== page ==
(Edited to reflect the march of time.) On April 5th, as you were previously warned, I presented in New York City as part of a seminar on Advanced Trademark Issues for the IP Practitioner at the Association of the Bar of the City of New York (the “City Bar”). My written materials distributed to participants, including those who subscribed to a Westlaw webcast of the panel. Here is the essence of my thesis, without the links and exhibits used in the course materials:
The IP implications of blogs beyond trademarks, especially regarding copyright but even recently involving the publication of trade secrets, are also wide-ranging. The line must be drawn somewhere, however, so here we will limit our brief survey to the tangent where trademarks touch blogging and blogs, the first “paradigm shift” with respect to the Internet in our century.
What trademark issues are implicated by blogs?
Unlike virtually no other mass publication of trademarks that is likely to interest mark owners, the Internet raises few barriers to entry. Blogging presents even fewer – virtually none. Trademark enforcement practitioners who are used to the frustration of chasing after ethereal Internet-based trademark infringers are understandably aghast over the incredible ease, and functional anonymity, with which bloggers can instantaneously upload text, graphics and files, including HTML links. Blogger software platforms, including substantial hosting resources, are available for free from services such as Blogger and many others.
There is virtually no editorial, legal or other oversight over what content is to be found on blogs, as is the case on most privately-hosted websites, but while most recreational blogs are graphic nightmares, even the simplest blogs present a structure that features easy interactivity, a choice of practical and attractive graphic designs, and numerous add-on features that enable even lightly experienced amateurs – for no or very little cost – to easily monitor the volume, origin and trends of reader traffic, feature cooperative or trade advertising (and for higher-traffic blogs, even paid advertising), and take advantage of the burgeoning phenomenon of online blog networking.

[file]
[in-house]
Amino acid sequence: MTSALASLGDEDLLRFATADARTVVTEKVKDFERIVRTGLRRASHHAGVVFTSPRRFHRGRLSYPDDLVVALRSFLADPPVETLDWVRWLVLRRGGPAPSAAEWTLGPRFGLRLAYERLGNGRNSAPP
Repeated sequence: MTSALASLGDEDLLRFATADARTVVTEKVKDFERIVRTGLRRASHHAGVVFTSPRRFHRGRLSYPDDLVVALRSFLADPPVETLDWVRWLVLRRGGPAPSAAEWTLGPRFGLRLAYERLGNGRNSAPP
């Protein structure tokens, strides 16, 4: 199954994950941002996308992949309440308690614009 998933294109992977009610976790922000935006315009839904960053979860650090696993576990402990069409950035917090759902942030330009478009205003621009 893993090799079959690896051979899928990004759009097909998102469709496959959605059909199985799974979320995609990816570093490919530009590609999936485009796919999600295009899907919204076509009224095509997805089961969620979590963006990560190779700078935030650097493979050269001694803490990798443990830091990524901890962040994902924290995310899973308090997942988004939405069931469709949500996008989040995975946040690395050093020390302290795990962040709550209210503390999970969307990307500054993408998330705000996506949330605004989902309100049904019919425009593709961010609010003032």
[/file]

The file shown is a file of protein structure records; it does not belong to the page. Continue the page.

The power of this last can hardly be overstated, because the Internet is ultimately about connection and networking, and HTML links form an electronic daisy chain of countless dimensions that spans the world along topical, interpersonal, professional and technological axes. The extraordinary simplicity and accessibility of blogging software on one end, and blog distribution on the other end (i.e., via any Internet connection utilizing a standard browser), makes blogs the self-publication phenomenon of our time.
One reason blogs succeed is because they wrap words in graphic appeal. Combined with the dynamic nature of the Internet, blogs deliver bite-sized portions of text which, at best, are so easy to publish and digest that some fear blogs threaten professional journals as well as the established news media, known in the “Blogosphere” as the “Mainstream Media” or “MSM.” Unlike journals and traditional media, there is little editorial oversight, an obvious negative as well as a positive – rather than institutional endorsement or pre-publication peer review, published materials fight immediately in the free market of ideas subject to the ability of the blogger to network well enough to get the attention of the desired “eyeballs.” These features are enhanced by the dynamism of hypertext linking, which replaces footnotes, bibliography and, in some cases, even exposition by allowing readers to “surf” directly and immediately to the actual cited sources. By this method, content on the Internet and in blogs in particular is particularly “rich” in a semantic sense.